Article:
A bass line similar to "Walking On The Moon", by The Police, also with an echoing guitar chord, this song addresses the issue of suicide directly, and advises against it - "don't try suicide, nobody cares". The idea being that it's not very important in the long run of things. A title that I had suspicions about before I heard it, I must admit - nothing against it, it just sounded a little . . . dangerous to write a song to do with suicide. But then again, Freddie's always been a risk taker. And this one is all right. It's not a classic, but it's OK. It works.
Sail Away Sweet
Sister (to the sister I never had)
Writer: Brian May (vocal)
The piano intro sets the scene for the rest of the song perfectly - a very serious ballad, definitely more leaning towards the piano than the guitar. Not to say that the guitar parts are unnecessary - the first guitar part fits in perfectly. The solo in the middle, though, does sound too rockish for my taste on this song. However, that little qualm aside, it is beautiful. Brian does have that habit of picking the right songs to sing himself, and I can't imagine him singing Dragon Attack. This one is lovely, to do with the departure of a loved one. Easily the most beautiful song on the album. This one will bring a tear to your eye.
Writer: Roger Taylor (part vocal)
Another song that leaps into action, this time with Freddie and Roger sharing the vocal. This song doesn't seem to be about anything in particular - the lyrics are a bit disjointed. It's another one that's difficult to follow. Instrumentally, it's not too dire, but it's none too great either. I don't know why they had this on the album as opposed to A Human Body (the B-side of Play The Game), which is much better. This is better suited to being a B-side - that way it wouldn't bring the album rating down, because it isn't very good at all.
Writer: Brian May
Here's another one that Brian could easily have sung himself. When I heard this the first few times (on Greatest Hits), I could have sworn it was Brian singing at first. Not that Freddie doesn't do it justice - of course he does, this song is surpassed in beauty only by Sail Away Sweet Sister, which it is quite similar to - very emotional, both deeply feeling a sense of loss for a loved one - in this case what originally seemed like paradise, but suddenly the dream is shattered and a break-up is inevitable. The big question is, what kept this song out of the top ten? It certainly deserved to break into it, but it was just left outside. An absolute scandal for such a terrific song. One of their finest.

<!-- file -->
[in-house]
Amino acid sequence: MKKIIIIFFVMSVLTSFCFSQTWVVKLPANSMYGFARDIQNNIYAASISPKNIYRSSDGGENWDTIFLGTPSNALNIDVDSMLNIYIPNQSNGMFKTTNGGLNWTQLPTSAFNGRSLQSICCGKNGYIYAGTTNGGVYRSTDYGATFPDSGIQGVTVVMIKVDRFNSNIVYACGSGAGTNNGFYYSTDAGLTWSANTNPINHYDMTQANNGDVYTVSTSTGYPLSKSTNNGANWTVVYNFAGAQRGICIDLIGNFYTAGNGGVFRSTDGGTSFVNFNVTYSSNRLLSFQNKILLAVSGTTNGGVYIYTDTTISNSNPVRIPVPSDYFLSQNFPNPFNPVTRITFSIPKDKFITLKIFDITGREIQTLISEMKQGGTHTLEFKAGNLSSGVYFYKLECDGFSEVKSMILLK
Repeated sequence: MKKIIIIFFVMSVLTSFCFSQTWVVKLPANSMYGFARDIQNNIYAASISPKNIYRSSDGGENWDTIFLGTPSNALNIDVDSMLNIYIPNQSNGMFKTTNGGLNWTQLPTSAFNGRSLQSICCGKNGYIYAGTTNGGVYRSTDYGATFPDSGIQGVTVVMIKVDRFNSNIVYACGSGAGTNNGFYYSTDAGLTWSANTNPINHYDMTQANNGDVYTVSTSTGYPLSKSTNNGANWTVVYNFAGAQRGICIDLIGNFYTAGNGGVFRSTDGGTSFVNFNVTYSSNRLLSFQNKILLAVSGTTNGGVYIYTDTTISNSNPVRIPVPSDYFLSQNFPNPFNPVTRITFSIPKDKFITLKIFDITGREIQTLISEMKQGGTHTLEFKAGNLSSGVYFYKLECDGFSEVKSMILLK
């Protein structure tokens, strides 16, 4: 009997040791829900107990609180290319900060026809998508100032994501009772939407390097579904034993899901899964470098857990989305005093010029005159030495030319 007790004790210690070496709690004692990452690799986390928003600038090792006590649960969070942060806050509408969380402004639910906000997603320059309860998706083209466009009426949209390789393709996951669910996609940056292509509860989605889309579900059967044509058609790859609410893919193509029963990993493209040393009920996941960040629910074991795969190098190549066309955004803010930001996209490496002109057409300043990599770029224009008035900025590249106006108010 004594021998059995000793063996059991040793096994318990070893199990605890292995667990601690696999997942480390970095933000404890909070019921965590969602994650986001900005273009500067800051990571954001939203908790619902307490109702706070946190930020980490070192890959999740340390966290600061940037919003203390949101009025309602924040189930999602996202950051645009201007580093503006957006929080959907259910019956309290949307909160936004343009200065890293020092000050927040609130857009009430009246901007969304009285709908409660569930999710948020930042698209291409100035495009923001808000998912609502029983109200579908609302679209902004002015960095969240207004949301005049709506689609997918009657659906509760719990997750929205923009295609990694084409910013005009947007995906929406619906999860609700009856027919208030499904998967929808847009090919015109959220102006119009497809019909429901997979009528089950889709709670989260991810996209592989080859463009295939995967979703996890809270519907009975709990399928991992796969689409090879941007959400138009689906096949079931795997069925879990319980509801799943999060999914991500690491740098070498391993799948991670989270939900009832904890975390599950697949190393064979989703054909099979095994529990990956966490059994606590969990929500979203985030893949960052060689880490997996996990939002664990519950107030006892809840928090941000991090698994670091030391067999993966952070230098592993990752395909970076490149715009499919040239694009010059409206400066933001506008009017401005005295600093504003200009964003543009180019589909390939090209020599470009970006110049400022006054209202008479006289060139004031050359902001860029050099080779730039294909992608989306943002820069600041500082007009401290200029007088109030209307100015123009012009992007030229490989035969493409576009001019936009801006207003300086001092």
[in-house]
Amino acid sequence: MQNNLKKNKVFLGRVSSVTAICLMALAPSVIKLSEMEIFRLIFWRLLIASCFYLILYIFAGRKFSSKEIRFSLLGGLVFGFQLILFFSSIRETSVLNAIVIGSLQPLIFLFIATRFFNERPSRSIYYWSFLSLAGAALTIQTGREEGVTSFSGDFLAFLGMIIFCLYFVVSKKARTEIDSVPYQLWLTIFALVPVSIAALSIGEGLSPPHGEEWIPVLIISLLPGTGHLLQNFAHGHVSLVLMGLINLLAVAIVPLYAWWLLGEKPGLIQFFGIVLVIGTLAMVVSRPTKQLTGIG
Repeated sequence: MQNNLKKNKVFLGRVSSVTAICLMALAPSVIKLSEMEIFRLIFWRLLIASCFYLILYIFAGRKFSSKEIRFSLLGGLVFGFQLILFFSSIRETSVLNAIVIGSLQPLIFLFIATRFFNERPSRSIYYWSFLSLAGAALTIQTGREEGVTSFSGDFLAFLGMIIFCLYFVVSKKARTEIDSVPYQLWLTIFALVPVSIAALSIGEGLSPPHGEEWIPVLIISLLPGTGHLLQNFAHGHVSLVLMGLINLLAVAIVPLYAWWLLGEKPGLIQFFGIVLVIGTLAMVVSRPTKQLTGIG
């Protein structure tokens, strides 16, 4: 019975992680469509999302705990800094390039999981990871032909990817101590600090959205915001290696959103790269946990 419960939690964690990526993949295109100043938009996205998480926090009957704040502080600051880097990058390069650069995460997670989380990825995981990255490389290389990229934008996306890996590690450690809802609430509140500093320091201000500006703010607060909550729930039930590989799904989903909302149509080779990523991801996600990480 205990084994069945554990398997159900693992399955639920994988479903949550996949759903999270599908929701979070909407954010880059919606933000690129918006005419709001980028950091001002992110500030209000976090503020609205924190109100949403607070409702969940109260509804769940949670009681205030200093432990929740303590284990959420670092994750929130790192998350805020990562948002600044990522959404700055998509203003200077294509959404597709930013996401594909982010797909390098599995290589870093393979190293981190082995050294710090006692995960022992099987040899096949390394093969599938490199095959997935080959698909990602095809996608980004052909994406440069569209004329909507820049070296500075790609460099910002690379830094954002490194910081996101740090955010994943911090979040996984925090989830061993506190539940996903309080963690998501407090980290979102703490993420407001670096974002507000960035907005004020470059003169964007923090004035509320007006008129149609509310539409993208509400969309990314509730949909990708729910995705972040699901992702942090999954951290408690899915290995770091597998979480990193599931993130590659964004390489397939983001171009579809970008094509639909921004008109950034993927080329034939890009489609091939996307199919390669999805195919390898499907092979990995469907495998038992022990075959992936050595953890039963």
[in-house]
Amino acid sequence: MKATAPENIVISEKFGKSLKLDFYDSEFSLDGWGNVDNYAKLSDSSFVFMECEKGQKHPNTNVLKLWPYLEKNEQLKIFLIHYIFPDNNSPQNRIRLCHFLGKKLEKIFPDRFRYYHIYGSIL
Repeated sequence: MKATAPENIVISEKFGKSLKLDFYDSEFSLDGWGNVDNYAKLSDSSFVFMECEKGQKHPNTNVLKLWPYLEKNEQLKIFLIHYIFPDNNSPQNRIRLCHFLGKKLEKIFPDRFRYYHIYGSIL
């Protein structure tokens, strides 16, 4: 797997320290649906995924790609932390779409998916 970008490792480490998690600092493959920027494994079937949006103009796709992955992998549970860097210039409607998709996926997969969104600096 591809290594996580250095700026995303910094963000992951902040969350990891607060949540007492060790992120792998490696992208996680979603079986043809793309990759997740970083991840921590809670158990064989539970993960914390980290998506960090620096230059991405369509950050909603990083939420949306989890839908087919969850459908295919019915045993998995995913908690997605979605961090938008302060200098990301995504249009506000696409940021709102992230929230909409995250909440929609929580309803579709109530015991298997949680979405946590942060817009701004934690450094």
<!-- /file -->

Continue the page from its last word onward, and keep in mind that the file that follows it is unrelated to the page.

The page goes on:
In General: A little bit of a hotchpotch of an album here, it must be said - compared with albums like A Night At The Opera, where the songs all seem to fit into order perfectly, with this one it makes little difference what the order is. There are some that are well positioned, notably Save Me, but on the whole it wouldn't matter if you just played them in random order. Also there are two tracks with just two out of ten - which doesn't make for good listening. Having said that, it does have a few real treasures. It's not the sort of album I would recommend to introduce you to Queen, but it's well worth a listen. The musicianship here is among the finest they have had.
The Best Song Musically: Why don't I just name the whole album? Almost everything here has incredibly solid musicianship. To pick one . . . I'll have to say Crazy Little Thing Called Love. The Best Song Lyrically: Plenty of competition again here. It's once again tough. But I think that lyrically, the title would have to go to Save Me. The first time since A Night At The Opera that it hasn't gone to a Roger song, of note.
The Best Song Vocally: There's actually a bit of competition in this one - and there hasn't been that since A Night At The Opera! Play The Game, Save Me and Sail Away Sweet Sister all have excellent vocals, and if pushed to choose, I would go with Sail Away Sweet Sister. Brian has outdone himself as a singer here - and it takes a lot to take the vocal prize against Freddie.
The Best Song All-Round: It's a tough one between Crazy Little Thing Called Love and Save Me. I think I would have to go for the latter, for its depth - and the fact that even at its "heaviest" in the chorus, it never loses its beauty. Sail Away Sweet Sister comes a close third.
The Worst Song: Another tough one. I would have to say Coming Soon, for its sheer meaninglessness. Dragon Attack, however, is also worth mentioning. Two songs both getting 2/10 on the same album?!
Average rating for the whole album: 6.7